The site was able to scale with the organization through its busiest time - the 2020 Election Cycle, meeting the needs of clients, partner organizations and our internal team.


At the core of GetThru's brand is real people sending real messages and making real phone calls for causes they care about. I created a bespoke illustration style that centers real people using GetThru's tools.

The hero section for ThruText - Politics with an illustration of a man at a table, texting about politics.The hero section of the ThruText - Education page with an illustration of a person texting about alumni giving.The general hero section for ThruText, with an illustration of a person sitting at a table sending texts from a computer.
The ThruTalk hero section, with an illustration of a person making phone calls about an upcoming election.The hero section of the ThruText for Advocacy organizations page, with an illustration of a person standing at a desk sending text messages.The hero section of a landing page for a ThruTalk feature called PatchThru, with an illustration of a person sitting in front of a laptop, making phone calls.

Conversation Management

Role: Lead Product Designer

During the 2020 General Election, Joe Biden for President was GetThru's largest client and had a unique set of needs from our tools that were specific to a national presidential campaign.

One of those needs was the ability to sweep their text conversations at scale. We worked closely with their team to scope the project and build a solution.

Research & Planning

After receiving the initial request from the BFP team, myself, the product manager and a lead engineer got together to better define the problem statement and discuss possible solutions. We then put together an overview document for the Biden team to review and provide feedback.

Multiple mobile screens of the ThruText application, both the messenger and admin side.


We maintained a feedback loop with the stakeholders from the Biden for President team, and iterated on a solution that would not only meet their needs, but would also be useful to the rest of our customers.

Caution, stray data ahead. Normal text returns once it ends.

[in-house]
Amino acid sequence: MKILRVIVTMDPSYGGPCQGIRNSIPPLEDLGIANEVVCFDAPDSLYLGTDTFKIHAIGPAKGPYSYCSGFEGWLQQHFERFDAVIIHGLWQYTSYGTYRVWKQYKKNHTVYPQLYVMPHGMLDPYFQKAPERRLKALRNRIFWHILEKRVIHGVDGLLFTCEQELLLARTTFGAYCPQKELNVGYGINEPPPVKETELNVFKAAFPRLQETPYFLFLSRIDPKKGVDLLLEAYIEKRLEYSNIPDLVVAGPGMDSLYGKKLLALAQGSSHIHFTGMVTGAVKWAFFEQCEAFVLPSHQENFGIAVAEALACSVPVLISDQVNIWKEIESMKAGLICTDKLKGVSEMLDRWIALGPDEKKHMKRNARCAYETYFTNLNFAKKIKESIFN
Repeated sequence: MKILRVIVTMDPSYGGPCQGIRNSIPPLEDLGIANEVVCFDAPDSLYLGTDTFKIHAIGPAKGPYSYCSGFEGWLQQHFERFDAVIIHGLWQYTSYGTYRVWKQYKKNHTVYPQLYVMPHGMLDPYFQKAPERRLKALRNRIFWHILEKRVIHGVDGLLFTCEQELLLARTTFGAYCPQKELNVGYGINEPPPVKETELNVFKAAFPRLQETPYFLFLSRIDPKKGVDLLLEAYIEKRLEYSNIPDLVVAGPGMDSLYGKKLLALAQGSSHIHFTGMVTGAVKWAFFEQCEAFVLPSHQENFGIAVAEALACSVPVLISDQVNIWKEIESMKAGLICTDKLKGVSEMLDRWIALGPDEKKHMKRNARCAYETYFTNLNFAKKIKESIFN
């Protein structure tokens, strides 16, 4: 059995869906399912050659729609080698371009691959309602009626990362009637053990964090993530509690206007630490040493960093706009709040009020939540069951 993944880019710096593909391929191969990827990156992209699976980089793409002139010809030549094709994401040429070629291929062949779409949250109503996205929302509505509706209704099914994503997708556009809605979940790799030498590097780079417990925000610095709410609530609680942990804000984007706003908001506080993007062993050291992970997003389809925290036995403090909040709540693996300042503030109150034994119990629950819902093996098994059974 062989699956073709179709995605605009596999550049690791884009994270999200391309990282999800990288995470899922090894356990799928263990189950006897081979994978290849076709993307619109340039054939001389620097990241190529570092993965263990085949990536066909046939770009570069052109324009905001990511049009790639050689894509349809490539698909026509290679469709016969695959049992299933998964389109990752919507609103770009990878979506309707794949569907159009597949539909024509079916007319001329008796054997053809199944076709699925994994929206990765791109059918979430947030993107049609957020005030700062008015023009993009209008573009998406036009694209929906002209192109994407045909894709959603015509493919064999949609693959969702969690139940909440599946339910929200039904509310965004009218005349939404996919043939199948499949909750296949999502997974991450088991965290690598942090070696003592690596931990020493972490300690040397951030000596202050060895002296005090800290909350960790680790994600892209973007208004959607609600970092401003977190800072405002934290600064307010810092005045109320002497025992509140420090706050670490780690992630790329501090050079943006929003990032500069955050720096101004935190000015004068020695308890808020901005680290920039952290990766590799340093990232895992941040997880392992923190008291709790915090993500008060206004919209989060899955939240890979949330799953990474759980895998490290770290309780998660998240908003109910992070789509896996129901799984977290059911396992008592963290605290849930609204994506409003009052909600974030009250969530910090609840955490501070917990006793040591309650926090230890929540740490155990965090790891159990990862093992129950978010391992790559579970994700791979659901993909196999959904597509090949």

Multiple mobile screens of the ThruText application, both the messenger and admin side.

Final Product

The shipped version of the Bulk Reassign feature allowed the Biden Campaign and numerous other clients using ThruText during the 2020 Election to easily sweep conversations at the top level of their texting campaigns.

Building a Design Organization

Growing the Team

Whether it is a design decision or an organizational one, I care about building things that will last and evolve. GetThru has grown from 3 to almost 50 staff during the time I've been with the company, and I've scaled the design team and our impact during that time as well.

I've increased the design team from 1 to 4 designers, built a culture of feedback, collaboration and trust. I also started the company's first apprenticeship program for design. A colleague from the Support team is currently in the apprenticeship, taking design courses and getting experience with our team and mentorship as they study.  
Me conducting a design workshop at an all staff retreat.


I've documented all design processes to make finding what you need easy for current staff or new hires.

Creating a Culture of Design

Through documentation, overseeing our design system and brand guide, and through our  resource library, our team has created a culture of design within the organization. Staff can easily access what they need in our shared drive to create quick, on brand decks or grab other things like approved client photos, logo files and more.

A screen shot of the all staff drive folder where I've organized design resources for the company.
A photo of me in a black shirt, leaning over a laptop that is not visible in the shot


Like any true liberal arts college graduate, I've always been curious to learn new things and find wholistic ways to solve problems. This curiosity carried me through a field organizer job on President Obama's 2012 re-election campaign and non-profit roles focused on workforce development and creating equitable pathways into careers in tech.

In these roles, I began to notice a theme: well designed materials, whether they were websites, fliers or social media images, were hard to come by. And clients navigating a complicated web of service providers in the non-profit space presented a lot of UX/service design challenges. So to help fill the gap, I began teaching myself web and graphic design in 2016, creating materials for my job and freelancing on the side.

In 2017, I joined GetThru, a company working at the intersection of technology and progressive politics, as employee number 3. In a fast-paced startup environment, I contributed to marketing design projects any time that I could, and continued to freelance on the side. And in late 2018, I enrolled in UX/UI bootcamp to round out my skillset. While I was in school, I continued working full time, taking on more and more design projects within the company in addition to my sales & marketing responsibilities.

In the spring of 2019, I transitioned into the company's first UX, product and marketing design role, and I've since grown the team to 5. I care deeply about looking at problems from many angles and solving for root causes, approaching users and what they are trying to accomplish with empathy, and iterating on solutions.

Outside of work, you'll find me living between Oakland & Arnold, CA, singing with the Oakland Interfaith Gospel Choir, baking, and hanging with my cats, Pixel & JPEG.